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Distributed application development for three-tier architectures: Microsoft on Windows DNA

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3 Author(s)
Voth, G.R. ; Microsoft Corp., Redmond, WA, USA ; Kindel, C. ; Fujioka, J.

The organizational boundaries that have traditionally constrained applications are giving way to the opportunities inherent in electronic commerce and networked operations. Today, the geography of an application can extend far beyond an organization's boundaries, literally into consumers' homes. It is possible to think of an Internet application needing to handle literally millions of users. The argument for responding to these changes with three-tiered component computing is deceptively simple: partitioning applications cleanly into presentation, application logic and data components enhances scalability, reusability, security and manageability. Yet, even with new Web front ends, most companies have not taken full advantage of multi-tiered architectures. The Windows DNA (Distributed interNet Applications) architecture creates a seamless environment for developing multi-tier distributed computing applications. Windows DNA does this by unifying PC, client-server and Web-based application development around a common, component-based application architecture. Large and small organizations alike can improve their effectiveness by creating a new class of business solutions. Unless such an architecture is ubiquitous and accessible to virtually any organization, a broad shift to three-tier Web-enabled computing cannot occur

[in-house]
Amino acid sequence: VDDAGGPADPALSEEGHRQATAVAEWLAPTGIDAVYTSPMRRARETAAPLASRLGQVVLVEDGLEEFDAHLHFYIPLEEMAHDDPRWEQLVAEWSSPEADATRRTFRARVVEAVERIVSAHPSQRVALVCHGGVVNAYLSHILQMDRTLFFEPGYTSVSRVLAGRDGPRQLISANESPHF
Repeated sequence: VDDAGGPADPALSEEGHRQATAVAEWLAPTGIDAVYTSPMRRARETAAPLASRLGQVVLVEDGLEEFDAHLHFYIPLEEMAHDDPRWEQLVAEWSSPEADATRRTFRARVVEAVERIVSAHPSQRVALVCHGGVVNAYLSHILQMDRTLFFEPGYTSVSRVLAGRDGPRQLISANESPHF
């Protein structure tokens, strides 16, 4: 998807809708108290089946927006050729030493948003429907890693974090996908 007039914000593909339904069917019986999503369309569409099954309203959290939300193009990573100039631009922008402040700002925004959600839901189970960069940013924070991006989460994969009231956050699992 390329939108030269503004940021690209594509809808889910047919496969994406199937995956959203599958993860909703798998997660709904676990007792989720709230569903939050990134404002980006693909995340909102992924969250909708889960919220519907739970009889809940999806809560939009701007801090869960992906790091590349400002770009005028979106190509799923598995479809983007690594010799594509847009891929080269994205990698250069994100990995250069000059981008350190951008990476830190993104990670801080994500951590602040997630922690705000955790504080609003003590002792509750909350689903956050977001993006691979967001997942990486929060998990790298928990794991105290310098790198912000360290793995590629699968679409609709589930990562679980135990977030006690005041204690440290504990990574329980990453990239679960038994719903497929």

Published in:

Internet Computing, IEEE  (Volume:2 ,  Issue: 2 )